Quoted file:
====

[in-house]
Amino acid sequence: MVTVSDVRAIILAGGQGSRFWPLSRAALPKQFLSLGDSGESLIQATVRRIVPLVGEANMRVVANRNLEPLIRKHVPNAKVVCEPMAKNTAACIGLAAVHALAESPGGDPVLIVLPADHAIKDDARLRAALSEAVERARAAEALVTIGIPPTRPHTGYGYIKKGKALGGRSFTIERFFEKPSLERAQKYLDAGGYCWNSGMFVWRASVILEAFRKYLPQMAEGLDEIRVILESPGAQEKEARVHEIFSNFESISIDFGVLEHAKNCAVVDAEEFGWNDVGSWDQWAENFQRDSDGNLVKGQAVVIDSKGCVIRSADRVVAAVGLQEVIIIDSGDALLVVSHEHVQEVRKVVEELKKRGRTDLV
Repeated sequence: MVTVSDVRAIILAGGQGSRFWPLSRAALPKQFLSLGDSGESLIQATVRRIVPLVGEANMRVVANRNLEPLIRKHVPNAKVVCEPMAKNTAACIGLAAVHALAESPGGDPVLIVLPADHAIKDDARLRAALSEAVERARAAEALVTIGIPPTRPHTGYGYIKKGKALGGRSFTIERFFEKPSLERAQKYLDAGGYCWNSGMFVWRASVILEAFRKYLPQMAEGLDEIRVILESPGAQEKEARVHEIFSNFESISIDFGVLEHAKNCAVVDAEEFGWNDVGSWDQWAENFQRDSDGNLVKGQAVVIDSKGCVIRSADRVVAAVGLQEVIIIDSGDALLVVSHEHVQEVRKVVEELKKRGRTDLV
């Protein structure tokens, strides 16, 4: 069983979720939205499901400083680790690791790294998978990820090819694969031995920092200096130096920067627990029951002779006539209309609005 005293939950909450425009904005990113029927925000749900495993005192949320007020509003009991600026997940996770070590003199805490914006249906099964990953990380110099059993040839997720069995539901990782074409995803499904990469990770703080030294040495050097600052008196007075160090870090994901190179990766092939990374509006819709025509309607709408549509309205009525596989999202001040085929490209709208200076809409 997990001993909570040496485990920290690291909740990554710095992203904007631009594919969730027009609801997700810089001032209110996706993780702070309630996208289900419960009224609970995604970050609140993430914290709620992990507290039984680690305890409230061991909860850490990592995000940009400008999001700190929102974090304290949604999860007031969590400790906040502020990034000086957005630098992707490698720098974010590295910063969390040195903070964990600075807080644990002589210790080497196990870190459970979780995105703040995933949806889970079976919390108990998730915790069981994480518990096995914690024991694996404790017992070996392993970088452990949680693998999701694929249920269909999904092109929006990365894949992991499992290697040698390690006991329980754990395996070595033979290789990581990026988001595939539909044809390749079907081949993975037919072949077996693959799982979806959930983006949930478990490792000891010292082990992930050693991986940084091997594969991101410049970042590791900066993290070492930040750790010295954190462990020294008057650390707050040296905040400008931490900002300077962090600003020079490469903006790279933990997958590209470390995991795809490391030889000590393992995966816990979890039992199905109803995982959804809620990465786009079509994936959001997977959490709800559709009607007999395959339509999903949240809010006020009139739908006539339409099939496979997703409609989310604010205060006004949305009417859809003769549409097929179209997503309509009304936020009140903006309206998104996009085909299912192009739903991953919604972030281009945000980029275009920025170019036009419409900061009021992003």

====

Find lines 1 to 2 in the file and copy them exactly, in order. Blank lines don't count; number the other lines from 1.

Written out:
[in-house]
Amino acid sequence: MVTVSDVRAIILAGGQGSRFWPLSRAALPKQFLSLGDSGESLIQATVRRIVPLVGEANMRVVANRNLEPLIRKHVPNAKVVCEPMAKNTAACIGLAAVHALAESPGGDPVLIVLPADHAIKDDARLRAALSEAVERARAAEALVTIGIPPTRPHTGYGYIKKGKALGGRSFTIERFFEKPSLERAQKYLDAGGYCWNSGMFVWRASVILEAFRKYLPQMAEGLDEIRVILESPGAQEKEARVHEIFSNFESISIDFGVLEHAKNCAVVDAEEFGWNDVGSWDQWAENFQRDSDGNLVKGQAVVIDSKGCVIRSADRVVAAVGLQEVIIIDSGDALLVVSHEHVQEVRKVVEELKKRGRTDLV